I saw a documentary a couple of years ago -- "Cardboard Bernini" -- as part of the Connecticut Film Festival. It was a wonderful experience in so many ways.
Following the creative process of making a massive and grand sculpture, the film leads us through the technical, the philosophical, the comedic, the poignant and inevitable demise of, yes, the sculpture itself.
How could it last? It was only cardboard.
Jimmy Grashow is the artist. He's also the philosopher and the comic. Back and forth he went, cutting and attaching beautifully cut pieces of cardboard; then musing, with a sense of sadness and mystery, about the inevitable transience of everything, then, with a gentle laugh, shrugging it off with a comment that would make us, the audience, laugh with him. "It's so ephemeral," he said in speaking of cardboard, "it's grateful for the opportunity to become something because it knows it's going to become trash."
That is how he went about his work of creating, making something truly wonderful, using years of his life to do so, holding a sadness that it would soon be gone and a lightness that permanence of everything is an illusion. And that it was all OK.
So, when the end of the documentary drew near, this magnificent sculpture -- with its rearing horses with raging eyes and bulging muscles, with sea creatures made from thousands of intricately cut scales, with dolphins jumping through turbulent waves, sea nymphs with trumpets raised, and even Poseidon, massively sitting astride it all in thoughtful majesty -- was set in place for exhibition.
The setting was the courtyard at the Aldrich Contemporary Art Museum in Ridgefield. Outside! Cardboard! It was to be on exhibit until ... until it rained. The inevitable rain, of course, and the dissolving of the sculpture was part of the exhibit.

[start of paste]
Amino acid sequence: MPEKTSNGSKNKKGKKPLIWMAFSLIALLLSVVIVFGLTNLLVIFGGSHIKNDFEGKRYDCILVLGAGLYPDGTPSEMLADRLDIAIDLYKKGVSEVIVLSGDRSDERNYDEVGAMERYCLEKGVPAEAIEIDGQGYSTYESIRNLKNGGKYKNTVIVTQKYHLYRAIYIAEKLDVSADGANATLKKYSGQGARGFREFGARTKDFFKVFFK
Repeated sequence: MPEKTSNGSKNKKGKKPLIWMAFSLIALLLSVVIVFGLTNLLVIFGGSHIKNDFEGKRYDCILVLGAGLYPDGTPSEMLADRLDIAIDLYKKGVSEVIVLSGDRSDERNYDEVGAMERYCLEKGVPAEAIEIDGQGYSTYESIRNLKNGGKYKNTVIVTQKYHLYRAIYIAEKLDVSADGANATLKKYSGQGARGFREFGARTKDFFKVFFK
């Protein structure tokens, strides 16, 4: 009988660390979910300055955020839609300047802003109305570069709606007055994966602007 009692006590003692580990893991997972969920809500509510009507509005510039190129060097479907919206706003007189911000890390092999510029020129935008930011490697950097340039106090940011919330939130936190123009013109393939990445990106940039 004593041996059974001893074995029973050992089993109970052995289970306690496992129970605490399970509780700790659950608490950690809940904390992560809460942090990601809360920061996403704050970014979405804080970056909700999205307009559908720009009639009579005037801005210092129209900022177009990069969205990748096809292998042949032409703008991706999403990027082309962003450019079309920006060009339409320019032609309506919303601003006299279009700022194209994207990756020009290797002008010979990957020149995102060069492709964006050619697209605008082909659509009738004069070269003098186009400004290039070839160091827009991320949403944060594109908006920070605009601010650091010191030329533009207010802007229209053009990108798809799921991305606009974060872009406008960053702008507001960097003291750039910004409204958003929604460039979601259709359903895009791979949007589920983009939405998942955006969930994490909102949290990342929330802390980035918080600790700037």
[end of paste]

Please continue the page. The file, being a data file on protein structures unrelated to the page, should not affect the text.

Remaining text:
I cried at the end. And I looked at each part of this sculpture in its extraordinary beauty, knowing its history and its future and I loved it -- really, I loved this sculpture in a way, I think, I could not have loved Bernini's marble sculpture. I surprised myself. I didn't expect to cry. I didn't expect to love this sculpture. But I did.
The very fact that it would not last, was not meant to last, would inevitably dissolve, was part of why I loved it. Strange. If we lived forever, all of us, we might forget to notice it all, all the things we love. We sort of tend to do that anyway, holding our awareness of our transience at bay. I had to look hard at that sculpture simply because I knew I would not ever see it again.
Truth is, I could not have stayed looking at it for a long, long time. But in the few moments I looked at it, and loved it, I truly saw it. I did not take it for granted. It's an interesting state of mind that we can't get to often and can't stay in long. But for the few moments we are in it, we are touched.
I didn't want the sculpture to die, uh, dissolve. I wanted it to last forever. If I had known it would last forever, I wouldn't have cried. I might not even have loved it.
Carol Swenson is a counseling psychologist with a practice in Westport. Her "Shifting Gears" appears periodically, and she may be reached at: firstname.lastname@example.org.